I am proud and honoured to be an African child and Africa is the place I call home.
Even though we aren't directly affected by something, it still encourages growth within ourselves.
On 16 June 1976 in Soweto, South Africa, unarmed, black and school-aged children protested the implementation of Afrikaans as teaching medium in their schools. Tragedy struck as many of the protestors lost their lives against police forces, including 12-year-old Hector Pieterson. Their act of bravery, 41 years later, is now known as Day of the African Child, or Youth Day in South Africa.
The Soweto uprising sends a different message to the youth and elders alike, in that you can make a difference. The popular ideology currently is to “go with the flow” and many fear the reactions they would get for standing up for what they believe in. Yet those school-aged children were able to, against all odds, set the stage for change in South Africa.
Youth of Namibia, who are especially impressionable, need such role models. Although the victims were not Namibians, they teach and inspire future generations. By celebrating their lives, we send a message that regardless of age, gender and race, your actions are powerful.
The Day of the African Child also celebrates the children involved in the liberation struggle, which relates to Namibia. Many forget the sacrifices they made for our future and for our independence. We do not only remember those who lost their lives in Soweto, but also the many more that lost their lives standing up for what they believed in, in Namibia. This day celebrates African children and their role in our society and how it came to be.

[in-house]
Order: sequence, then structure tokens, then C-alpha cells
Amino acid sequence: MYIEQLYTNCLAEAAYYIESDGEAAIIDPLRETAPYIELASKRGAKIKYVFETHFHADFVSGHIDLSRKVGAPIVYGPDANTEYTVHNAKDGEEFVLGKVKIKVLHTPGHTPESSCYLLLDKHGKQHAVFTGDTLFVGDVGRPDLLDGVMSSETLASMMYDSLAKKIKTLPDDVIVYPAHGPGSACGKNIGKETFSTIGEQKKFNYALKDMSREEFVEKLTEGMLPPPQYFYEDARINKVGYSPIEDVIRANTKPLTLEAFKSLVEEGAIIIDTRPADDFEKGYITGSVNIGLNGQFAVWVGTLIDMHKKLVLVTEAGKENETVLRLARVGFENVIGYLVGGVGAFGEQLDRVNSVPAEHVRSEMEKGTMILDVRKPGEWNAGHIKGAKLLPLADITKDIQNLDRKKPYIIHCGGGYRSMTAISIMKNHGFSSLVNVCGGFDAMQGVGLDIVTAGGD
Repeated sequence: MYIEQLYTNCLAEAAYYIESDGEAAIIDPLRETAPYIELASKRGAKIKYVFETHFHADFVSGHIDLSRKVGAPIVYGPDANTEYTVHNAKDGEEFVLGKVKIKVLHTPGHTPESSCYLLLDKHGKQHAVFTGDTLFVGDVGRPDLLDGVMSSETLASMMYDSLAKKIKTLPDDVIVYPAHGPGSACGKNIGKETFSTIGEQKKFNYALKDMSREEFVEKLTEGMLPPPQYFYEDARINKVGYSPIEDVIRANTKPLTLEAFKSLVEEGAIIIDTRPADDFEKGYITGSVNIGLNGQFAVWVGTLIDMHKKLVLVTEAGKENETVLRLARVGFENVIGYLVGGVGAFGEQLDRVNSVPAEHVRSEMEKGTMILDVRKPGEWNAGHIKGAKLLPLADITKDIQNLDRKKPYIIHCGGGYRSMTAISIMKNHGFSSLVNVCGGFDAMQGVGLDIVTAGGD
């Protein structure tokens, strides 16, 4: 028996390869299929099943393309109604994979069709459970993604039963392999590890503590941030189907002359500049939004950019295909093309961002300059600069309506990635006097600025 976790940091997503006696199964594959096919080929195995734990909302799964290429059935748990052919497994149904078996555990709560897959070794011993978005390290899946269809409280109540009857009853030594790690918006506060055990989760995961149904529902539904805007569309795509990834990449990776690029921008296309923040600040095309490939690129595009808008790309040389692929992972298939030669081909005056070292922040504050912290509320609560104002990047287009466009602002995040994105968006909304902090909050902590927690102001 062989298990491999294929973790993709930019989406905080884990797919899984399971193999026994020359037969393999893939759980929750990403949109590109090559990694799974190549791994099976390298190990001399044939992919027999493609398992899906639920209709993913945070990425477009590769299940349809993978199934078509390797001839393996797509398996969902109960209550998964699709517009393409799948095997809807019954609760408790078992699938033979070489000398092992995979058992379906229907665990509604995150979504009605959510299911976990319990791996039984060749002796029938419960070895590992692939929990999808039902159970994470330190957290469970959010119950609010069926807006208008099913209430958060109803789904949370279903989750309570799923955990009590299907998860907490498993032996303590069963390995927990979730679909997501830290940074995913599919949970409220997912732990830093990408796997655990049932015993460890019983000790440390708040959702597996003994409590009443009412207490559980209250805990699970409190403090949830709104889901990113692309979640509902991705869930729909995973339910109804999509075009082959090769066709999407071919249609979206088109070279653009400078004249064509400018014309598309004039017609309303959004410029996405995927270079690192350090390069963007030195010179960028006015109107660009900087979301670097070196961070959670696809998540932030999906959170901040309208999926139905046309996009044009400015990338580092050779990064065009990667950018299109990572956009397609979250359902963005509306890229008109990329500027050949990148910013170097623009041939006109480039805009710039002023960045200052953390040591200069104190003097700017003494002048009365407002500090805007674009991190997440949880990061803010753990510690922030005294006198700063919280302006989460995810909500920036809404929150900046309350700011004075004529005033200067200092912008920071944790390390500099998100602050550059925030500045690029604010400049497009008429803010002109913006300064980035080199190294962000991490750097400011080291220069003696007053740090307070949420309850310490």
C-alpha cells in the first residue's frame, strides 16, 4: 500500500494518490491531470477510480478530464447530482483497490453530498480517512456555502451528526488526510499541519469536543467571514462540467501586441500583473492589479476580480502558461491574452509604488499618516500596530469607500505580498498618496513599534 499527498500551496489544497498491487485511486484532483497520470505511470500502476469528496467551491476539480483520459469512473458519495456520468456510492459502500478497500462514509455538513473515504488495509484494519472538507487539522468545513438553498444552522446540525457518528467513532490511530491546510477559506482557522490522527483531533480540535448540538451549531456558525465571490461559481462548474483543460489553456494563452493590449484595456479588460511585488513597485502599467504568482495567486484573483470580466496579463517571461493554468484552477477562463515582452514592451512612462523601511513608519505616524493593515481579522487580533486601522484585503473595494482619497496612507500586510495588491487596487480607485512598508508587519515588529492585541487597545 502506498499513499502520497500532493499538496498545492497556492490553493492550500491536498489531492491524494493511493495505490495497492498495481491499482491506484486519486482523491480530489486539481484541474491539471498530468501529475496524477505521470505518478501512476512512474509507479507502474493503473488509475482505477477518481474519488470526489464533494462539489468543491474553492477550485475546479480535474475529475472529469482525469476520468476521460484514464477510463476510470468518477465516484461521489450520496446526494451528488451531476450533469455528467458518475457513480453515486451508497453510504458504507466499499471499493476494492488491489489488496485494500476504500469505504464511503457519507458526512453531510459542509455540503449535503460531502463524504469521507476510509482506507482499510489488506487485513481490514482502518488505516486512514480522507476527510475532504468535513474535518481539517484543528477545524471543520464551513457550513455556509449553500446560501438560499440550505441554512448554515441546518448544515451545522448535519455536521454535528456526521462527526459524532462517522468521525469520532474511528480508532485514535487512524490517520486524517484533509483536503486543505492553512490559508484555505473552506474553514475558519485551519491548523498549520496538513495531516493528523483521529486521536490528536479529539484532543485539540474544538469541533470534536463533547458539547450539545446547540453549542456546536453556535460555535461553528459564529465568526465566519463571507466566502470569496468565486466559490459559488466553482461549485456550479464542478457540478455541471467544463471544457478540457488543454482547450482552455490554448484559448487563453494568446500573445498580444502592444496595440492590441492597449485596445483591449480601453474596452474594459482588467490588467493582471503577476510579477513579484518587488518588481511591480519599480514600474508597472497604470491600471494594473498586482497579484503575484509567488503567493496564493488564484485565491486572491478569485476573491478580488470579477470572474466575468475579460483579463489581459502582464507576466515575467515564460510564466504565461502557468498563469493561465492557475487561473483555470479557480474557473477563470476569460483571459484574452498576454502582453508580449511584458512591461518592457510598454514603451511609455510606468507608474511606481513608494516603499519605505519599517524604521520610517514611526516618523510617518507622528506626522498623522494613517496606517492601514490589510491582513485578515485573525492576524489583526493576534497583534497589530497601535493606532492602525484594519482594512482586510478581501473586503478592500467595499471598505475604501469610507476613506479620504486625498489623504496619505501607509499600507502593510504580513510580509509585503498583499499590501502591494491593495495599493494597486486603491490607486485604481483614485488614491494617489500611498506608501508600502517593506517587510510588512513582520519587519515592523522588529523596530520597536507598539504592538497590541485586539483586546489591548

We study history to learn from the past mistakes made, and commemorate historical figures and events to remind us to either continue on the right path, or find a different way of thinking and doing. Finding relevance in historical events and taking in account the past, present and the future, we allow ourselves to grow and make the future better place.
Regardless of where the memorable event took place, it sets an example and inspires children all over this continent, and gives them something to look up to.
An event recently hosted by WLC saw many young San women narrate stories about some of the difficulties they face in different parts of the country. The women sharing their stories came from the Kavango East, Khomas and Omaheke regions.
They reflected on stories that relate to education, health, traditional practices, language barriers, land and many other areas they feel trampled on in terms of their rights.
Menesia Kandombe, who hails from Muitjiku village in Kavango East Region shared sentimental stories about the way San people are treated with regard to their education needs. While referring to the medium of communication at her school, she feels the San people lag behind because the lessons are not taught in their native language. “The first language at our school is Hambukushu and we miss out on a lot of things in class because we are being forced to speak a language that is not ours,” said Kandombe. She also said San people are being unfairly marked and failed in schools in her region because they cannot express themselves in the Hambukushu language. “If I am a San language speaker and I pass all my grades but fail Hambukushu, I will remain in the same grade. Sometimes people keep failing that language until they are forced to leave the school. This is the main reason why San children cannot finish school,” shared Kandombe.